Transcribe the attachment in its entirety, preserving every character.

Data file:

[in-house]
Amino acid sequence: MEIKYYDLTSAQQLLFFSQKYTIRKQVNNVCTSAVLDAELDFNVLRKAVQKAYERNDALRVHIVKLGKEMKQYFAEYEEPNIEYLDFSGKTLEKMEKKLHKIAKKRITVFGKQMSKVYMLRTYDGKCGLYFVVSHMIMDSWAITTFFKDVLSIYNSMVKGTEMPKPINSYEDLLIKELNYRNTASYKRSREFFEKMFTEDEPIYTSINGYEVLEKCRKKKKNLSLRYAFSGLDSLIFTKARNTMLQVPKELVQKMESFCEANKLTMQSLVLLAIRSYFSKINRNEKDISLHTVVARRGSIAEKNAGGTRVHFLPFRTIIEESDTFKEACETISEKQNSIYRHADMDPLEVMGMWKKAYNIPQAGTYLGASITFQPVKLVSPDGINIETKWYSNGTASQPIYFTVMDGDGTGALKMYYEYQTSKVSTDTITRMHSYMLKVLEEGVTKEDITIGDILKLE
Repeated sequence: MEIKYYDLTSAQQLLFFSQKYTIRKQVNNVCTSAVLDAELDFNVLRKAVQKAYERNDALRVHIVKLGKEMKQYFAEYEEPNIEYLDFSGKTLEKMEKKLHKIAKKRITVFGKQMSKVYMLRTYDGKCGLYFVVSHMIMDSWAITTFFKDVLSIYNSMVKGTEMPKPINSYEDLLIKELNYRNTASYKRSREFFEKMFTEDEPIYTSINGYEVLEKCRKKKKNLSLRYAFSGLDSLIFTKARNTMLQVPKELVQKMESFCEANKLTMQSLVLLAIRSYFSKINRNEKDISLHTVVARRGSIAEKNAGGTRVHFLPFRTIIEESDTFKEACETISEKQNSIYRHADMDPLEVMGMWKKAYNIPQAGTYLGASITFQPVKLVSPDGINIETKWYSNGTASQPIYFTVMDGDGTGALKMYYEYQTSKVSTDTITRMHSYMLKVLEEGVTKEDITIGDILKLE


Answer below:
[in-house]
Amino acid sequence: MEIKYYDLTSAQQLLFFSQKYTIRKQVNNVCTSAVLDAELDFNVLRKAVQKAYERNDALRVHIVKLGKEMKQYFAEYEEPNIEYLDFSGKTLEKMEKKLHKIAKKRITVFGKQMSKVYMLRTYDGKCGLYFVVSHMIMDSWAITTFFKDVLSIYNSMVKGTEMPKPINSYEDLLIKELNYRNTASYKRSREFFEKMFTEDEPIYTSINGYEVLEKCRKKKKNLSLRYAFSGLDSLIFTKARNTMLQVPKELVQKMESFCEANKLTMQSLVLLAIRSYFSKINRNEKDISLHTVVARRGSIAEKNAGGTRVHFLPFRTIIEESDTFKEACETISEKQNSIYRHADMDPLEVMGMWKKAYNIPQAGTYLGASITFQPVKLVSPDGINIETKWYSNGTASQPIYFTVMDGDGTGALKMYYEYQTSKVSTDTITRMHSYMLKVLEEGVTKEDITIGDILKLE
Repeated sequence: MEIKYYDLTSAQQLLFFSQKYTIRKQVNNVCTSAVLDAELDFNVLRKAVQKAYERNDALRVHIVKLGKEMKQYFAEYEEPNIEYLDFSGKTLEKMEKKLHKIAKKRITVFGKQMSKVYMLRTYDGKCGLYFVVSHMIMDSWAITTFFKDVLSIYNSMVKGTEMPKPINSYEDLLIKELNYRNTASYKRSREFFEKMFTEDEPIYTSINGYEVLEKCRKKKKNLSLRYAFSGLDSLIFTKARNTMLQVPKELVQKMESFCEANKLTMQSLVLLAIRSYFSKINRNEKDISLHTVVARRGSIAEKNAGGTRVHFLPFRTIIEESDTFKEACETISEKQNSIYRHADMDPLEVMGMWKKAYNIPQAGTYLGASITFQPVKLVSPDGINIETKWYSNGTASQPIYFTVMDGDGTGALKMYYEYQTSKVSTDTITRMHSYMLKVLEEGVTKEDITIGDILKLE